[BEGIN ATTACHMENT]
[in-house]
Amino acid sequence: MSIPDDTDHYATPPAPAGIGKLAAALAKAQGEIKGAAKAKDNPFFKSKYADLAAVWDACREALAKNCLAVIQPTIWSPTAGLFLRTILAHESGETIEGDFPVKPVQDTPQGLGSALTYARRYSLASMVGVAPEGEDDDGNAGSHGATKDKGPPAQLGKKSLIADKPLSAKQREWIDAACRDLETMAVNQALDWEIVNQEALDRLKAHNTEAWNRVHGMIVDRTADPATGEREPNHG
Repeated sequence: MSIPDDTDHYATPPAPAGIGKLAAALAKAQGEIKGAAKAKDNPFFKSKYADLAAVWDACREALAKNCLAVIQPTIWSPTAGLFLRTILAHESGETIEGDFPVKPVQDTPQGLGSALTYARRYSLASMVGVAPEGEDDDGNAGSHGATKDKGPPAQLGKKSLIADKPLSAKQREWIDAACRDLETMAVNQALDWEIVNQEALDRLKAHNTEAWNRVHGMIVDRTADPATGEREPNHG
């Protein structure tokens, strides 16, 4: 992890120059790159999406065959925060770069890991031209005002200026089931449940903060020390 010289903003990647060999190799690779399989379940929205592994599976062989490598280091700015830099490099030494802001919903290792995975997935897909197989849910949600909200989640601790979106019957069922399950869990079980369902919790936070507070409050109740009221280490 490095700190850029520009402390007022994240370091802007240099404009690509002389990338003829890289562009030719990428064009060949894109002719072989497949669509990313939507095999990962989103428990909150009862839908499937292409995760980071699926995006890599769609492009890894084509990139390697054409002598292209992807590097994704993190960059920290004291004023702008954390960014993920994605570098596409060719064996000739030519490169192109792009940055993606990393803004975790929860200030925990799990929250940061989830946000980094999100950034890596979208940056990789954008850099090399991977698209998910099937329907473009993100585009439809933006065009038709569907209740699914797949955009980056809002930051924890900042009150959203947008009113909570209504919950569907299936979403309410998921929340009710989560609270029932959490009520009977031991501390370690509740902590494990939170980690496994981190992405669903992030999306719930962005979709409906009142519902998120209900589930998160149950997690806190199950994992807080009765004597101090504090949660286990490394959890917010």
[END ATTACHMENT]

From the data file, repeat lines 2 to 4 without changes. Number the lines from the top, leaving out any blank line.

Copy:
Amino acid sequence: MSIPDDTDHYATPPAPAGIGKLAAALAKAQGEIKGAAKAKDNPFFKSKYADLAAVWDACREALAKNCLAVIQPTIWSPTAGLFLRTILAHESGETIEGDFPVKPVQDTPQGLGSALTYARRYSLASMVGVAPEGEDDDGNAGSHGATKDKGPPAQLGKKSLIADKPLSAKQREWIDAACRDLETMAVNQALDWEIVNQEALDRLKAHNTEAWNRVHGMIVDRTADPATGEREPNHG
Repeated sequence: MSIPDDTDHYATPPAPAGIGKLAAALAKAQGEIKGAAKAKDNPFFKSKYADLAAVWDACREALAKNCLAVIQPTIWSPTAGLFLRTILAHESGETIEGDFPVKPVQDTPQGLGSALTYARRYSLASMVGVAPEGEDDDGNAGSHGATKDKGPPAQLGKKSLIADKPLSAKQREWIDAACRDLETMAVNQALDWEIVNQEALDRLKAHNTEAWNRVHGMIVDRTADPATGEREPNHG
């Protein structure tokens, strides 16, 4: 992890120059790159999406065959925060770069890991031209005002200026089931449940903060020390 010289903003990647060999190799690779399989379940929205592994599976062989490598280091700015830099490099030494802001919903290792995975997935897909197989849910949600909200989640601790979106019957069922399950869990079980369902919790936070507070409050109740009221280490 490095700190850029520009402390007022994240370091802007240099404009690509002389990338003829890289562009030719990428064009060949894109002719072989497949669509990313939507095999990962989103428990909150009862839908499937292409995760980071699926995006890599769609492009890894084509990139390697054409002598292209992807590097994704993190960059920290004291004023702008954390960014993920994605570098596409060719064996000739030519490169192109792009940055993606990393803004975790929860200030925990799990929250940061989830946000980094999100950034890596979208940056990789954008850099090399991977698209998910099937329907473009993100585009439809933006065009038709569907209740699914797949955009980056809002930051924890900042009150959203947008009113909570209504919950569907299936979403309410998921929340009710989560609270029932959490009520009977031991501390370690509740902590494990939170980690496994981190992405669903992030999306719930962005979709409906009142519902998120209900589930998160149950997690806190199950994992807080009765004597101090504090949660286990490394959890917010």